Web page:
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Inspiring, Interactive General Sessions at 2014 Annual Meeting

The call to “take charge of change” drew nearly 1,900 of you to Indianapolis last week for an exciting professional experience at AACTE’s 66th Annual Meeting. Videos of the general sessions are now available in AACTE’s Learning Center, and more recordings will be added in the coming days.

The Welcoming Session officially kicked off the conference March 1 with the announcement of AACTE’s new Innovation Exchange, presentation of several awards, and a keynote address by Diane Ravitch of New York University.

Ravitch railed against the current “era of hoaxes” in U.S. education reform—from Race to the Top to PISA, Teach for America, value-added methodology, and more—saying they are perpetuated in spite of evidence against their effectiveness. Sporting a shirt emblazoned with “Where Is the Evidence?” Ravitch implored us to stand up for what we know is right and not to allow reformists to put us on defense.

“Public education is a civic responsibility, not a consumer good,” she noted. “Teachers are first responders” who know that “the achievement gap exists on the first day of school.”

Click here for video of the Innovation Exchange announcement and the presentation of the Best Practice Award for the Innovative Use of Technology, the Best Practice Award in Support of Global Diversity, and the David G. Imig Award for Distinguished Achievement in Education.

Click here for video of Diane Ravitch’s address, including Q&A with the audience.

On March 2, an interactive Town Hall Meeting engaged audience members in discussion with AACTE’s elected leaders around hot topics in the profession.

Fayneese Miller (University of Vermont) facilitated the discussion, prompting participants to respond to multiple-choice questions using electronic clickers available throughout the room. Questions addressed overall priorities for the profession, accreditation, and the Innovation Exchange. Members of AACTE’s Executive Committee then addressed the responses and answered follow-up questions from the audience.

“We’re not interested in responding to criticism; we want to lead the conversation,” Miller said. “That’s what the Innovation Exchange is about: getting in front of the issues. We have to go back to our campuses to see what direction the conversation needs to move there.”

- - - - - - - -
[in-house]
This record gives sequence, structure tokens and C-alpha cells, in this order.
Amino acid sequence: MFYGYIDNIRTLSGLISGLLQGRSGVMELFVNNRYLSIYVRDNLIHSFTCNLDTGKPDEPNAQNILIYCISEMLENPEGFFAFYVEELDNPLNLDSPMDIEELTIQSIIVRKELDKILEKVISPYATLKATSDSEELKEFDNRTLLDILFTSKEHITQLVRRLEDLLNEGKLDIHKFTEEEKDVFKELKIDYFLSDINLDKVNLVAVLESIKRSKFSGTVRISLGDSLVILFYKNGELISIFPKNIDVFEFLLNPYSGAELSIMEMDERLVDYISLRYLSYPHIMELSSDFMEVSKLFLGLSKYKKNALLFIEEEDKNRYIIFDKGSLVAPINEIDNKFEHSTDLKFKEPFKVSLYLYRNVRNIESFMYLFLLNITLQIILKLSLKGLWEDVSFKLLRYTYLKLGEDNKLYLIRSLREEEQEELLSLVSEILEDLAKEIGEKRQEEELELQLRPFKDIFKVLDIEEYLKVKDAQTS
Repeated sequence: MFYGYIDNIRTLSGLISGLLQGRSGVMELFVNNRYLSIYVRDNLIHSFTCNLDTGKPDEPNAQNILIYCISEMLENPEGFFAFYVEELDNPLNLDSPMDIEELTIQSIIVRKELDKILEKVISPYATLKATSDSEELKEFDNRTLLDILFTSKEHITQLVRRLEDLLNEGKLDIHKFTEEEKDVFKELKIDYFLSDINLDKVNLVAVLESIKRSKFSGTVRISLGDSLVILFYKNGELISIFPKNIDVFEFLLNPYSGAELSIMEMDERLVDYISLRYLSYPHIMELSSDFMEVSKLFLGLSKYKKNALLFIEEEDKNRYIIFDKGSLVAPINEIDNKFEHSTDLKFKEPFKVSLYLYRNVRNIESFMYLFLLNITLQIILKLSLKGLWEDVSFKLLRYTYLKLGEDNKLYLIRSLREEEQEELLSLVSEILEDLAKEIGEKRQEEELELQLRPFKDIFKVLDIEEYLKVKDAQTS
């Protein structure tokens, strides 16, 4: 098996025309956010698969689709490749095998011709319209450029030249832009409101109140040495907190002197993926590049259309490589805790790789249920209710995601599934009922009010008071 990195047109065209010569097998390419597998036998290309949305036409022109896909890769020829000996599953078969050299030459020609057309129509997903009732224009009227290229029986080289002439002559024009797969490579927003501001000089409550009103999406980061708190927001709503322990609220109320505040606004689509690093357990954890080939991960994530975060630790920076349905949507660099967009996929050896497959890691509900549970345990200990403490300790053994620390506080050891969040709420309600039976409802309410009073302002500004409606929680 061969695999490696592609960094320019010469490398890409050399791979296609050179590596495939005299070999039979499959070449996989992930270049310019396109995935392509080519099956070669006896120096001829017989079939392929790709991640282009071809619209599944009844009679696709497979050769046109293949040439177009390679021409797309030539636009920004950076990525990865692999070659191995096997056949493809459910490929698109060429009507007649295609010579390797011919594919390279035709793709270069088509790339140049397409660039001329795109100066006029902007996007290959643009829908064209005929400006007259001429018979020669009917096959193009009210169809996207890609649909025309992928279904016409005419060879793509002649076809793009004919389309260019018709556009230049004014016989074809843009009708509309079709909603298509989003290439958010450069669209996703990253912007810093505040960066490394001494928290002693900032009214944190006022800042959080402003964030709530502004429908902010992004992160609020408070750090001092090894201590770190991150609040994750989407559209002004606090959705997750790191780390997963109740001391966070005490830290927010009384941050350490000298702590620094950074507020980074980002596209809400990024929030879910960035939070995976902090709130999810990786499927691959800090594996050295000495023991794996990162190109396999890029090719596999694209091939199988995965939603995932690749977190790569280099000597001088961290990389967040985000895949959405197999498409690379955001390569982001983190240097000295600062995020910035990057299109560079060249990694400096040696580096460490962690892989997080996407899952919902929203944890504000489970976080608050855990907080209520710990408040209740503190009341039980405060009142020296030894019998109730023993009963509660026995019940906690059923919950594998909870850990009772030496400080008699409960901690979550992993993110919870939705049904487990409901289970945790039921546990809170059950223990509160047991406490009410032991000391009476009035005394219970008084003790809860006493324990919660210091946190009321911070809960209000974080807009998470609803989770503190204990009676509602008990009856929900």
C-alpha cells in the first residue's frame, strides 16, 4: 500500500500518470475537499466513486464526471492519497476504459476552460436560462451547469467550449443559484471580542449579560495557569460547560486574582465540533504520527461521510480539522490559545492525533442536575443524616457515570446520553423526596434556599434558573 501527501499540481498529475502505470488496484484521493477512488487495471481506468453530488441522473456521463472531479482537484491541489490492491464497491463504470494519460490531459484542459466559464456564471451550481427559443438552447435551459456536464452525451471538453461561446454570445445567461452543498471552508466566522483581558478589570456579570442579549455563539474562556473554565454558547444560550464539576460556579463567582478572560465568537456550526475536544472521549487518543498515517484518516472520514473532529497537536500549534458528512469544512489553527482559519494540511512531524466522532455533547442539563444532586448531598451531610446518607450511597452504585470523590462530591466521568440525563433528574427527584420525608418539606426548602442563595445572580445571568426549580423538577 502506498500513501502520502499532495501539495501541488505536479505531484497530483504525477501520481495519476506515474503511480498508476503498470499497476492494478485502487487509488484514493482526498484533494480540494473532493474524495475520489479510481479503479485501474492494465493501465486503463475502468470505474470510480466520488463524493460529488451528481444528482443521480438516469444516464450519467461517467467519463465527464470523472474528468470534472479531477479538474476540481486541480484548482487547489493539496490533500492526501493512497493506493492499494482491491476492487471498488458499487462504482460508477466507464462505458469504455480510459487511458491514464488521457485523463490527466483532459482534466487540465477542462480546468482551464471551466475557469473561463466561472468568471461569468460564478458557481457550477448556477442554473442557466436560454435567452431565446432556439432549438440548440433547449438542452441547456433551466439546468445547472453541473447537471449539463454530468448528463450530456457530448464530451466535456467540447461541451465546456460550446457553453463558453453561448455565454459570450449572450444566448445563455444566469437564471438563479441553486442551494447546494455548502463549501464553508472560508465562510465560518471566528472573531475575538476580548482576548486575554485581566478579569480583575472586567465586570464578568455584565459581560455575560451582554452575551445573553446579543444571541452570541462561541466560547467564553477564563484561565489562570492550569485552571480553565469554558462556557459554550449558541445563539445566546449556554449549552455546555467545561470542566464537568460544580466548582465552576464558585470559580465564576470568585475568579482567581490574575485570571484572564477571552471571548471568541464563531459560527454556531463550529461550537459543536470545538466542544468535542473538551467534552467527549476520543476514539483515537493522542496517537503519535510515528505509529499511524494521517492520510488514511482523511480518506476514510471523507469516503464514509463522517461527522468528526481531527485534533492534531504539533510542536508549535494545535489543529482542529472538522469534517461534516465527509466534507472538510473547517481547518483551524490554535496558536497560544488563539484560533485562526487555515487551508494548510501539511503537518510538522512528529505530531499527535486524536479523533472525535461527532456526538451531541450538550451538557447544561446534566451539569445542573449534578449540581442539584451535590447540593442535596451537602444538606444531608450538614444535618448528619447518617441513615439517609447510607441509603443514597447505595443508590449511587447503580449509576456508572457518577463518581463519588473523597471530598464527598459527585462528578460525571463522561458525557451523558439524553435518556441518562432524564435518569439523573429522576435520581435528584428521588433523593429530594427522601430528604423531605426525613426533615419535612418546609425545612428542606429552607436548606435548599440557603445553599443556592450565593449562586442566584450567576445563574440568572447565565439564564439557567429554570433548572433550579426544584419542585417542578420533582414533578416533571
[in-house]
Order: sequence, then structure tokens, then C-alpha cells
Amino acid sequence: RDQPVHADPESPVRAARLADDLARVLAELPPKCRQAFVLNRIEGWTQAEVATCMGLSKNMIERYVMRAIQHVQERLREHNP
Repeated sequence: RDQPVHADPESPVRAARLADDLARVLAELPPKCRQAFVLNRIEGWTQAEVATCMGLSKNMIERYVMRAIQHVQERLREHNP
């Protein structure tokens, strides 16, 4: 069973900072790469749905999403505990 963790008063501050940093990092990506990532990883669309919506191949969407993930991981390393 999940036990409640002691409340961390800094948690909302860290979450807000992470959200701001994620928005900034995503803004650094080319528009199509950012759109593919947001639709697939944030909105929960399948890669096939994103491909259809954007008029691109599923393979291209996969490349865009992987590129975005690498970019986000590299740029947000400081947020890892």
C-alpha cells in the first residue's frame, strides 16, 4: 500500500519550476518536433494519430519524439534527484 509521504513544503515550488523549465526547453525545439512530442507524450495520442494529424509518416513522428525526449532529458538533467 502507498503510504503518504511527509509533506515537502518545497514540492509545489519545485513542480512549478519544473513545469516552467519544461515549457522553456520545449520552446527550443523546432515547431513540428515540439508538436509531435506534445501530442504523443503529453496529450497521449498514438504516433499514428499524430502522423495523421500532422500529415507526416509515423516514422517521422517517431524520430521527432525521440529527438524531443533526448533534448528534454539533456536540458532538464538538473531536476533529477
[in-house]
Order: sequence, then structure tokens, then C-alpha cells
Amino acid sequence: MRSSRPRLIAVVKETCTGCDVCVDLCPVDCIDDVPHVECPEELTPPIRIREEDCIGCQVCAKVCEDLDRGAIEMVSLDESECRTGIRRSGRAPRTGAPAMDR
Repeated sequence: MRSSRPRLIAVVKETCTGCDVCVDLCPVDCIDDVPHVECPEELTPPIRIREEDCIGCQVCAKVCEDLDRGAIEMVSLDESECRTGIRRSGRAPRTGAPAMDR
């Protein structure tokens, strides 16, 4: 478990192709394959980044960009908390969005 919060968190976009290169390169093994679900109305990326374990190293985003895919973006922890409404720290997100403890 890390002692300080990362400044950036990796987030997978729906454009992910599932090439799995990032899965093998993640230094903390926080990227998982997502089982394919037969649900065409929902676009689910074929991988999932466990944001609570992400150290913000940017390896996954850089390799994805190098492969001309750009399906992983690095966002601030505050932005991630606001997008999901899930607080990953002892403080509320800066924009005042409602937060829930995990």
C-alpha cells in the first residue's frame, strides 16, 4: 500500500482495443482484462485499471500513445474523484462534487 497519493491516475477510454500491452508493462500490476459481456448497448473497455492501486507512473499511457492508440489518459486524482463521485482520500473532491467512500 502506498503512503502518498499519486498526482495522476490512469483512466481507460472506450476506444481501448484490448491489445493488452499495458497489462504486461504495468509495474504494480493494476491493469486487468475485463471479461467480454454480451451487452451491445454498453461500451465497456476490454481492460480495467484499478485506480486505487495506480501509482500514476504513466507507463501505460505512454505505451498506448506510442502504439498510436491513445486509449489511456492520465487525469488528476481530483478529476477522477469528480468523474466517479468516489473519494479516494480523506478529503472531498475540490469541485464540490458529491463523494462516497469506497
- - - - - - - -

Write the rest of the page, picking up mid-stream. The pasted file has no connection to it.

Click here for video of the Town Hall Meeting (member login required).

The final general session in Indianapolis, the Speaker Spotlight Session, was to have featured Kris Gutiérrez of the University of Colorado at Boulder, but illness kept her from traveling. Fortunately, the University of Michigan’s Deborah Loewenberg Ball, who was being honored with an award during the March 3 session, answered the call to fill in.

Ball presented intriguing arguments around the question of for what, and to whom, teacher preparation should hold itself accountable.

“Professionalizing teaching and teacher preparation is our responsibility,” she said, “not something that someone else can—or even should—be doing.”

Ball presented a four-point accountability agenda:

  1. Stand up for the power of teaching and the associated moral imperative.
  2. Understand the long-range context and history of the teaching profession, and preparation for teaching, in the United States.
  3. Articulate a specific common curriculum for initial preparation at a “grain size” that includes the language of practice.
  4. Make entry to independent practice more selective and based on skill.

Click here for video of Ball’s address, including Q&A with the audience, and here for her PowerPoint slides.

Click here for video of the presentation of the Edward C. Pomeroy Award for Outstanding Contributions to Teacher Education, the Outstanding Dissertation Award, the Outstanding Book Award, and the Outstanding Journal of Teacher Education Article Award.

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